The nucleosome is the fundamental repeating unit by which DNA in eukaryotic cells is progressively condensed into chromatin, the final structure of chromosomes. The nucleosome is canonically assembled as an octamer containing two copies each of the histones H3, H4, H2A, and H2B. When in complex with the DNA, nucleosomes appear like beads on a string under an electron microscope (Fig. 1). A variant of histone H3, CenH3, is specifically localized to a specialized chromatin structure, the centromere, which is critical in facilitating chromosome segregation during cell division. CenH3 may associate with the centromere in the context of a nucleosome, much like H3, but this conjecture had yet to be shown. In this study, a combination of biochemical and biophysical techniques was employed to investigate CenH3-containing nucleosomes from Drosophila cells. Cross-linking experiments showed stabilized interactions of CenH3 in a tetrameric nucleosome, which was found by mass spectroscopy to be composed of CenH3, H4, H2A, and H2B. Compared to bulk chromatin nucleosomes, the CenH3 nucleosome was also found to protect a reduced amount of DNA (120 base pairs vs. 150 base pairs) during nuclease digestion and to migrate faster in a native polyacrylamide gel. Furthermore, electron and atomic force microscopy revealed a "bead on a string" appearance of purified centromeric nucleosomes, but they were only half as high as those from bulk chromatin (Fig. 1), confirming that the tertrameric histone assembly observed by cross-linking does indeed constitute the complete centromeric nucleosome.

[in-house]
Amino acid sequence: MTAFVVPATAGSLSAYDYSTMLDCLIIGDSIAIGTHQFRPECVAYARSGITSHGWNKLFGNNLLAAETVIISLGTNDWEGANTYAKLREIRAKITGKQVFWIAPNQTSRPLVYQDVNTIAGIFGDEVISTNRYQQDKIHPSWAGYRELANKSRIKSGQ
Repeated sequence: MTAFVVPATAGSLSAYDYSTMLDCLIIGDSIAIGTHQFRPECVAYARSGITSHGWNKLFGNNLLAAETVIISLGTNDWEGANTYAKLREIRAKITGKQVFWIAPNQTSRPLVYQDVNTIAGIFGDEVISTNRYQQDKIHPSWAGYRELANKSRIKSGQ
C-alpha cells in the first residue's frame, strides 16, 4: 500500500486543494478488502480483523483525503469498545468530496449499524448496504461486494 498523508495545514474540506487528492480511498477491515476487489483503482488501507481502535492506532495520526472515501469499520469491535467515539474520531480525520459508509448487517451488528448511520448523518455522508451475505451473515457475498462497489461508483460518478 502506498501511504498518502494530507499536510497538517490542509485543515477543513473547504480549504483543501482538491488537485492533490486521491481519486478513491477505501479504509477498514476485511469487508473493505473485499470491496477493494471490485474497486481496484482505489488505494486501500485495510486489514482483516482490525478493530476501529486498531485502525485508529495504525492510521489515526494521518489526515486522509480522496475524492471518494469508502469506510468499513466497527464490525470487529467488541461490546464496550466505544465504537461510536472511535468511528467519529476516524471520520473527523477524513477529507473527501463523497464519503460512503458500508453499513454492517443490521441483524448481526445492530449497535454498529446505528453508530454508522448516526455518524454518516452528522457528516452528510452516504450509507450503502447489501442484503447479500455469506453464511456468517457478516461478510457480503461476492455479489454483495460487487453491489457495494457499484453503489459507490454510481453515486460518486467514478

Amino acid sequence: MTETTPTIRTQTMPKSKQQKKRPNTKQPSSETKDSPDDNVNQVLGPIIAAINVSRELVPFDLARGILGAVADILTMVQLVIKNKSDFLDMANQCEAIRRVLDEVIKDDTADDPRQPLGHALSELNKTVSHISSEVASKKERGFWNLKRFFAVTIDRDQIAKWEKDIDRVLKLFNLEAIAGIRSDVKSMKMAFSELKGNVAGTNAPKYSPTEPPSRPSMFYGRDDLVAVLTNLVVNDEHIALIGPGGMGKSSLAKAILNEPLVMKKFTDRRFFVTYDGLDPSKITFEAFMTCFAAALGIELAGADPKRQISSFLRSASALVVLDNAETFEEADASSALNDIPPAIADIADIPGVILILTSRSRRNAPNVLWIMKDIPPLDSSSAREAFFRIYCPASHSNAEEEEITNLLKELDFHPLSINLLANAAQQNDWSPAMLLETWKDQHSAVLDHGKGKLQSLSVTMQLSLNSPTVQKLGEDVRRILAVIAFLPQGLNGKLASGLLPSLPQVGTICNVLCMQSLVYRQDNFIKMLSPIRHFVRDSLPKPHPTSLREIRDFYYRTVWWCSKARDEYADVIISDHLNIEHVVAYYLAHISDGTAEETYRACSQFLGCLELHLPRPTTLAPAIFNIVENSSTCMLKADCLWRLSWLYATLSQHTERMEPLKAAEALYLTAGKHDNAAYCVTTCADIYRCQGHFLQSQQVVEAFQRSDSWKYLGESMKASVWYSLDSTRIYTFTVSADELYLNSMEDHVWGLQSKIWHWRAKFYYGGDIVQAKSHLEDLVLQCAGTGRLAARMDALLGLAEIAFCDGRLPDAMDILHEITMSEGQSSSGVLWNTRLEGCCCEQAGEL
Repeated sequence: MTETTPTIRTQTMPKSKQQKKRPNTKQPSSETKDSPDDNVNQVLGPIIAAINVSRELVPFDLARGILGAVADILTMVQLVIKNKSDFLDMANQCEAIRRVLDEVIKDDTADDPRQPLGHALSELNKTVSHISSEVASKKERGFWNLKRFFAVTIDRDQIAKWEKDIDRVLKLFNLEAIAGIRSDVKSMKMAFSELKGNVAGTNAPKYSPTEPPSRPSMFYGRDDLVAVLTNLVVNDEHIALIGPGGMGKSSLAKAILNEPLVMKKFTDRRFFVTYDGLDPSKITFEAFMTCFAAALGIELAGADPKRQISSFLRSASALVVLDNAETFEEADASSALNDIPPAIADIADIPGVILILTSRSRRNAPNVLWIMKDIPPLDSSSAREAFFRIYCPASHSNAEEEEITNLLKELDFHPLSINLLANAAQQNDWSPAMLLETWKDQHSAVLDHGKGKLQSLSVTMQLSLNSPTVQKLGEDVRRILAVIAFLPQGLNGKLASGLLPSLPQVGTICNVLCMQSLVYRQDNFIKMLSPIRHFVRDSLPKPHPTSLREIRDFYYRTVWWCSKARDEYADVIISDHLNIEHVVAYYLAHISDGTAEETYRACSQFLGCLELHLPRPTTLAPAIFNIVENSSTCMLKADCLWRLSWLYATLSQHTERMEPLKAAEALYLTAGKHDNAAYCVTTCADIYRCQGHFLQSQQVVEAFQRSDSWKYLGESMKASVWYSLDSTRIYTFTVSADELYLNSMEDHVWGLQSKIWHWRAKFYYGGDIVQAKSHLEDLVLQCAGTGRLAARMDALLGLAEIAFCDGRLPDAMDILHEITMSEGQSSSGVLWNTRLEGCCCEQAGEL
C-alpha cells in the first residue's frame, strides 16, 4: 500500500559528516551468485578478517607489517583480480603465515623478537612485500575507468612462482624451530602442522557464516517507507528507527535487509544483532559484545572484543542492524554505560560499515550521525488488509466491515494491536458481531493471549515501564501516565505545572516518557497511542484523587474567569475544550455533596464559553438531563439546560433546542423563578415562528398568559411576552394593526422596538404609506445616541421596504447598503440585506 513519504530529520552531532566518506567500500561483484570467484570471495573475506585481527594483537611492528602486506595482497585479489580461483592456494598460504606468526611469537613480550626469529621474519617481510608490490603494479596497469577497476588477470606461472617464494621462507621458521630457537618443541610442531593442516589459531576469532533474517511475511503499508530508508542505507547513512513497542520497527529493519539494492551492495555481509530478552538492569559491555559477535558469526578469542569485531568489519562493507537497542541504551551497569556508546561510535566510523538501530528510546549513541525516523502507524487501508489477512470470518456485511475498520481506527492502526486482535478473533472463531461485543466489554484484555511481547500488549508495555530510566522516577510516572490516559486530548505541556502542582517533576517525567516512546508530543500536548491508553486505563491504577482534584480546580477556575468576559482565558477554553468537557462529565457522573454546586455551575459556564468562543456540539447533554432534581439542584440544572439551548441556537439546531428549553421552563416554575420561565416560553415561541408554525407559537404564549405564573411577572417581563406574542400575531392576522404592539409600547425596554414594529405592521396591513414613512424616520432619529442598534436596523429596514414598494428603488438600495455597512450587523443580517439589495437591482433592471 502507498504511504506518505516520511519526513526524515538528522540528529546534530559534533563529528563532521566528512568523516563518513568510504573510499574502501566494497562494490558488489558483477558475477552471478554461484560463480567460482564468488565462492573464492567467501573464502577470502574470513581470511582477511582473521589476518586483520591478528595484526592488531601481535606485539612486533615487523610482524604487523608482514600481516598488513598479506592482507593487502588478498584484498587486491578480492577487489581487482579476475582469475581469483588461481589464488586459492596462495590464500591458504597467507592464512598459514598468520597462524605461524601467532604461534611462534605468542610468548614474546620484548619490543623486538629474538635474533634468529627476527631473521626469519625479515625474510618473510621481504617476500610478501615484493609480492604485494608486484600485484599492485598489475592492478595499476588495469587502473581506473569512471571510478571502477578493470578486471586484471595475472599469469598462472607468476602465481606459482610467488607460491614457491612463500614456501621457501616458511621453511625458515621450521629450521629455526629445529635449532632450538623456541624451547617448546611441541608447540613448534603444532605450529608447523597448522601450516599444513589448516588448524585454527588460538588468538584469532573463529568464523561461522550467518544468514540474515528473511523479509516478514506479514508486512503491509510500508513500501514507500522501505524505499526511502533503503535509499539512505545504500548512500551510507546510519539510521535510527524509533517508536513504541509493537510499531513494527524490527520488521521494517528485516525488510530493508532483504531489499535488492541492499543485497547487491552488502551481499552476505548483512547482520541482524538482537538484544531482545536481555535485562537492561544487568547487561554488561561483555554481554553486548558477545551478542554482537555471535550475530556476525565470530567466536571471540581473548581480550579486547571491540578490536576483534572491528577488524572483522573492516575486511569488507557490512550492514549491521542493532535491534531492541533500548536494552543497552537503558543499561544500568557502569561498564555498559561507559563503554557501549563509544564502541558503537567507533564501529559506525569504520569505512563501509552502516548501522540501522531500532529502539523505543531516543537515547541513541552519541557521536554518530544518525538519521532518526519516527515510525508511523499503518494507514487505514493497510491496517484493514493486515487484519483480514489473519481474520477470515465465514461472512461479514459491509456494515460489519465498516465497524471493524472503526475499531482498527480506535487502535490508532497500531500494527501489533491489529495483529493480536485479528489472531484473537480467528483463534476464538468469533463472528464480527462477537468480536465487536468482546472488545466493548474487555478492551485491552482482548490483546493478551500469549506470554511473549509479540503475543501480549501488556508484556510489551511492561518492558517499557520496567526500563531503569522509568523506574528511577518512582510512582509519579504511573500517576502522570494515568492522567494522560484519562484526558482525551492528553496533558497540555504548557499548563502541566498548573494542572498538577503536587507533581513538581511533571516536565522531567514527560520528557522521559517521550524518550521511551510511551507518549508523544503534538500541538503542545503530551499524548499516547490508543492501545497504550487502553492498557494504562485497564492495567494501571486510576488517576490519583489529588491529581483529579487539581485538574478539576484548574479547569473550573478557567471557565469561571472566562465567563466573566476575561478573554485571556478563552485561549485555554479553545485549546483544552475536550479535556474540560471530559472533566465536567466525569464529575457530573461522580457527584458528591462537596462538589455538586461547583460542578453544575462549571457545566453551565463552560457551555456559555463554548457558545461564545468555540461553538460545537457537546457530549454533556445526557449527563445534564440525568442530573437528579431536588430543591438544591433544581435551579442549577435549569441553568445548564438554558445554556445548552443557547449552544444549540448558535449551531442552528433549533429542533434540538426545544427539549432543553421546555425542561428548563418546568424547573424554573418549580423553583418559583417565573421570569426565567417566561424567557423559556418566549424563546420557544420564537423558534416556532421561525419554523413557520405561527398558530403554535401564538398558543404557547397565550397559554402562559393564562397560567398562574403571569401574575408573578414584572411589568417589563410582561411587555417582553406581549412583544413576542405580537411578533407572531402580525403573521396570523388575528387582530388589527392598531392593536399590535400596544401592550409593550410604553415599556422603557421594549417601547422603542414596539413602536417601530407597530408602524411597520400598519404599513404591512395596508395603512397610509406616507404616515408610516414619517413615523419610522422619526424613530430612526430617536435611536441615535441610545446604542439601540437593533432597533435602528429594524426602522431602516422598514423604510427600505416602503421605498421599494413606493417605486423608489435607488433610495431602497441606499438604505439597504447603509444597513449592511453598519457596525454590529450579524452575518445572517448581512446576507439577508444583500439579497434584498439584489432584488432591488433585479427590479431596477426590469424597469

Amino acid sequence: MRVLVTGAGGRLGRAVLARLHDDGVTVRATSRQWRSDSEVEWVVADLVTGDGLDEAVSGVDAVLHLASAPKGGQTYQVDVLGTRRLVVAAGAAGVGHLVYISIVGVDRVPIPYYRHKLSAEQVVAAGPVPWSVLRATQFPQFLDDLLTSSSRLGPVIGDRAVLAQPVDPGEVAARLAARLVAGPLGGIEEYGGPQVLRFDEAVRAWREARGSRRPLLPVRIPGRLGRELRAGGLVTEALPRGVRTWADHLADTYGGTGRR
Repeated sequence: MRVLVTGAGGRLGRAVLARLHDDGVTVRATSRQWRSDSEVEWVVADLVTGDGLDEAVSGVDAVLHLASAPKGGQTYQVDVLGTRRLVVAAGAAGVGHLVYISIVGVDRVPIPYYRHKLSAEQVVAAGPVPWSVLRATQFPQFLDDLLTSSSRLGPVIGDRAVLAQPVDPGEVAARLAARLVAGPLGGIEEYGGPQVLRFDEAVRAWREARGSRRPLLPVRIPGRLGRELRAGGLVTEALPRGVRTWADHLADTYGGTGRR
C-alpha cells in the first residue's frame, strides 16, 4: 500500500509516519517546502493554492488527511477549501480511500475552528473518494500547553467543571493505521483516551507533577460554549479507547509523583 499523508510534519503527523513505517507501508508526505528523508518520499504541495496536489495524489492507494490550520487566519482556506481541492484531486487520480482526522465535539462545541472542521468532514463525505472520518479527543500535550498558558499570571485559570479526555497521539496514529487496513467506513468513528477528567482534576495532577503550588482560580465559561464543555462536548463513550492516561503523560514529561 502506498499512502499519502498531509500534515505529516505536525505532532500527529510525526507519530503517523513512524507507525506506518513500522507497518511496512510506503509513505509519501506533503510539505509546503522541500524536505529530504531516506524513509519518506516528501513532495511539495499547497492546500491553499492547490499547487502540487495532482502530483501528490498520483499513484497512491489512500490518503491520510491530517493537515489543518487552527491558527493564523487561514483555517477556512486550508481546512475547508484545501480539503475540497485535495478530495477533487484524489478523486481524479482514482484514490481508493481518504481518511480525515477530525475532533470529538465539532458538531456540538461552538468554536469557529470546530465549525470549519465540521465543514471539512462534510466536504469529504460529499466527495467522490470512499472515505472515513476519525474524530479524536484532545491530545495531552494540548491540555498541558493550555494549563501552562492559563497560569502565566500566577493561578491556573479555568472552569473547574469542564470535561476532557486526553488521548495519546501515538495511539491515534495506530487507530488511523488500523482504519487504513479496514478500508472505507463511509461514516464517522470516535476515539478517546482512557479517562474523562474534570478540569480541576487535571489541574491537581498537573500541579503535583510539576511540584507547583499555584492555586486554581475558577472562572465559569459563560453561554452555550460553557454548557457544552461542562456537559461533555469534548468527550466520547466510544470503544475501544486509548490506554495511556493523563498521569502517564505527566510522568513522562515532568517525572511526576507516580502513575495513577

|Original language||English (US)|
|Number of pages||2|
|State||Published - Mar 1 2008|
ASJC Scopus subject areas
- Molecular Biology